After courting controversy with my previous article, I thought it appropriate to perform some experiments on myself, as is the tradition of all the finest Australian troublemakers!
Rather than continuing the debate of alleged ‘waterproofing’ and ‘ankle support’ concerns of hiking boots, I decided to focus purely on what I feel is the main issue of hiking boots: Weight on your feet.
The experiments I performed occurred over a period of 4 weeks during March and April this year.
I broke down the experiment into four different tests, and performed each hike at least twice on two separate occasions to confirm results.
All the hiking which involved pack carrying was performed with an 85 litre Aarn Earthglider hiking pack, with front balance pockets and included the use of two Leki hiking poles. (Total hiking pole weight 500 grams).
As a note on stability, I use hiking poles when wearing a heavy hiking pack and trail running shoes. I have always maintained good stability while wearing trail running shoes in conjunction with hiking poles. I have stumbled, but I have never fallen over when wearing trail running shoes while using hiking poles, even with high loads in slippery rock and rain conditions.
The first test was a control time (just me, no hiking pack), and the following tests included a hiking pack, hiking poles and a variety of foot weights ranging from 1 kg to 2.5 kg on each foot.
The differential of extra total weight (combined on feet and in pack) was then compared to the overall increase in time compared to the baseline control weight and time.
The foot weights used included two 500 gram + two 1 kg sand filled elastic ankle weights purchased from Kmart and 4 x 500 gram lead weights gaffer-taped to the left and right fore- foot of my trail shoes, for a variety of different weight combinations which were performed on each hike.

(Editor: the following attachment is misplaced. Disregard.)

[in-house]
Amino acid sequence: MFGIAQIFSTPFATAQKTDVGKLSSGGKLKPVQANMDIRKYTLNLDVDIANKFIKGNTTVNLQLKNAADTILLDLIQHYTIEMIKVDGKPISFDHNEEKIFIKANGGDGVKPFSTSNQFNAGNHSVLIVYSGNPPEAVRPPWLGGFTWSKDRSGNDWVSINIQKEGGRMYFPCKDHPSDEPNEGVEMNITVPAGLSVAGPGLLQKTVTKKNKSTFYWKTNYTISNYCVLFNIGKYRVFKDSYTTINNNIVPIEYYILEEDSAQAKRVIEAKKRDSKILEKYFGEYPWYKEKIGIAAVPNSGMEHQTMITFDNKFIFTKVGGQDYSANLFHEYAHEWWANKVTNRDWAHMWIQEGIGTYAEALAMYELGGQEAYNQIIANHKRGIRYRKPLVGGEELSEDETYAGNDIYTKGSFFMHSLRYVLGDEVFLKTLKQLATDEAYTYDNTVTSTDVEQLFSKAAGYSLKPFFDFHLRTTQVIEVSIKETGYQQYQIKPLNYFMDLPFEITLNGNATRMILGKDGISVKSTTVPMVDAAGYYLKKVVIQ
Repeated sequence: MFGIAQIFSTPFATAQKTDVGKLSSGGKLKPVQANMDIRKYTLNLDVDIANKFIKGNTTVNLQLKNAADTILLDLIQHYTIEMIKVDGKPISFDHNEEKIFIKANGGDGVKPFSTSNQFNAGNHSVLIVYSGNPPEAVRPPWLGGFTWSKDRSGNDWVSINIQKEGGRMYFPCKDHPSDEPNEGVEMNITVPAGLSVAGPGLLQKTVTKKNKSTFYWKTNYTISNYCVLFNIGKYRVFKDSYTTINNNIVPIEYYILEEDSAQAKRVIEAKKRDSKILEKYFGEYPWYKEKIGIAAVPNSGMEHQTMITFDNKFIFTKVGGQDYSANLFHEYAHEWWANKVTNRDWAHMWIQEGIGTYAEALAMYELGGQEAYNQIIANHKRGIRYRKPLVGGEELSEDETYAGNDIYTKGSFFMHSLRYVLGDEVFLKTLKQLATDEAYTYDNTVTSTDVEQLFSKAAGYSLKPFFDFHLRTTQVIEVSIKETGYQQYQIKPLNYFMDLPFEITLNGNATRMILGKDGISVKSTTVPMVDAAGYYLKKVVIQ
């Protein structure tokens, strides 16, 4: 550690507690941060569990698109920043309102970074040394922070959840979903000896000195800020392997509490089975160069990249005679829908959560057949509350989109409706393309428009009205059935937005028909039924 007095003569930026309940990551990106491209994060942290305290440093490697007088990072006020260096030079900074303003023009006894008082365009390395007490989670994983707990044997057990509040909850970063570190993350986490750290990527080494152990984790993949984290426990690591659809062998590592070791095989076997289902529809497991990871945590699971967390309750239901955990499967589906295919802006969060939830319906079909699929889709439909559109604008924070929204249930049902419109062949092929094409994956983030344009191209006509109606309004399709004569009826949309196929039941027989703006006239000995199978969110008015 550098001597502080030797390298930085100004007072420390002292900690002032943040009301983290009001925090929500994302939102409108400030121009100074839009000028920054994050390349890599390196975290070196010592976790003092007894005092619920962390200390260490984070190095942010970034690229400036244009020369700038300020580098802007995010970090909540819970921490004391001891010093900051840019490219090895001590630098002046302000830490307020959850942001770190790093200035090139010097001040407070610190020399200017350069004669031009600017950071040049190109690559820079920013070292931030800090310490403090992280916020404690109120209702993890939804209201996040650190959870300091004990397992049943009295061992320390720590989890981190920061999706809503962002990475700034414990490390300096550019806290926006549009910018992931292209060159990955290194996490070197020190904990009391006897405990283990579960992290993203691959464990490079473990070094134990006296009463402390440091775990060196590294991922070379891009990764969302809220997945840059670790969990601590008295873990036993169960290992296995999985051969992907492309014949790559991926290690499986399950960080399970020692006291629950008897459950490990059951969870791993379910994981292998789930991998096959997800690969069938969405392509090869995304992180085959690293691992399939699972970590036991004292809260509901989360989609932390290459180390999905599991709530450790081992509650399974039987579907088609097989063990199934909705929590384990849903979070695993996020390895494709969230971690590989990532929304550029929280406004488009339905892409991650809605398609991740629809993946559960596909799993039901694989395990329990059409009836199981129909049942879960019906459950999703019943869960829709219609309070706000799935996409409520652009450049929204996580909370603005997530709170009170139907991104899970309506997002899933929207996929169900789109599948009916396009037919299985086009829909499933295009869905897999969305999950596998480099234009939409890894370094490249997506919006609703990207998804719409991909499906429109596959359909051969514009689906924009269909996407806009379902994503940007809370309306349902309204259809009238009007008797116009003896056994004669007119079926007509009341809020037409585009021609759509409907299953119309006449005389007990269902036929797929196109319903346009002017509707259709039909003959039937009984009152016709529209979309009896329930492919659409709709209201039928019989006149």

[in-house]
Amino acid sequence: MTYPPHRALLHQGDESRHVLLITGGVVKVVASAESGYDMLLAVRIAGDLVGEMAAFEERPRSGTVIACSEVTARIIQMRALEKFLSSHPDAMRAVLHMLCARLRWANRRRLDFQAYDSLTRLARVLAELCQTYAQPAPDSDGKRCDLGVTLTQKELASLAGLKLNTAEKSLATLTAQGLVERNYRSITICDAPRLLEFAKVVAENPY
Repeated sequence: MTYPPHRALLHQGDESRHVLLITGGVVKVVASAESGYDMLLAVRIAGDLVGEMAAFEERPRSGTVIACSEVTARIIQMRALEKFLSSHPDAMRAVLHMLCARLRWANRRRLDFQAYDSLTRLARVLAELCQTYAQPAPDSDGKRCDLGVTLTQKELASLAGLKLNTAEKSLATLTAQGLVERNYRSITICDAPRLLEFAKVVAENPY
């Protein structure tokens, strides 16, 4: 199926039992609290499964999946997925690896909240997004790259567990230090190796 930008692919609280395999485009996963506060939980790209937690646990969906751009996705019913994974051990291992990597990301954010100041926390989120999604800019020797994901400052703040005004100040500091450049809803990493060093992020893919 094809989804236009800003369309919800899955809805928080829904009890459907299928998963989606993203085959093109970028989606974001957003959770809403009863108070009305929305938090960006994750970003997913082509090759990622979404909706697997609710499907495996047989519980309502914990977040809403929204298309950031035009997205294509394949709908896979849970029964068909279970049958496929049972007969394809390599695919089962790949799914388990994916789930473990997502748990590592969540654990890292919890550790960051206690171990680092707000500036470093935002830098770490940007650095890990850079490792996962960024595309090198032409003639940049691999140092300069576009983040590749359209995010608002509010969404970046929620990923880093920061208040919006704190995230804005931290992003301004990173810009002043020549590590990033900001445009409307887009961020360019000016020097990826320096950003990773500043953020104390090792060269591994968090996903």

Each hike up Mt Lofty occurred in late afternoon, leaving the carpark at 5.30 pm. The hikes were performed over 4 weeks, up to three days per week (Sunday, Tuesday, Thursday) with at least 48 hours rest period between each hike.
The elevation gain from the carpark to summit of the Mt Lofty trail is approximately 500 metres over 4 km, with inclines ranging from 10% to 30%. The trail conditions were dry and dusty each time.
My body weight is 95 kg and my favourite trail running shoes weigh 350 grams each (New Balance 910 version 2 Non-Gore-Tex size US13 XX wide).
The Results – When Things Got Interesting
As demonstrated, a small amount of extra weight on feet creates an exponential change in overall times, which again drop significantly if that weight is removed from the feet, and instead carried in the hiking pack.
Although I didn’t keep accurate times for all my descents, my average downhill was 45 minutes without feet weight, which increased to about 55 minutes when wearing foot weights on the downhill. My times were approximately 10 minutes slower even downhill when wearing the average 1 kg foot weights.
I noticed on one downhill while wearing 1 kg foot weights, I became so frustrated by the extra 1 kg on each foot that I removed the weights half way done. On this particular day, I had already been passed by at least 6 other walkers in 3 different groups, who were between 150 and 300 metres in front of me.
The amount of extra speed I was able to produce once the 1 kg on each foot was removed meant I over-took the 3 groups of walkers who had previously passed me, even though I was still carrying a 25 kg hiking pack with the 2 kg of extra weight stowed in the pack.
This left the clearest impression in my mind about how much slower and cumbersome extra weight on my feet made me, even down-hill.
On another occasion while summiting with an extra 1.5 kg weight on each foot, one of the 1.5 kg weights fell off my right foot. As I continued to walk for a few more steps, I suddenly noticed my un-weighted foot was rising about 20-30 cm higher off the ground compared to my left foot.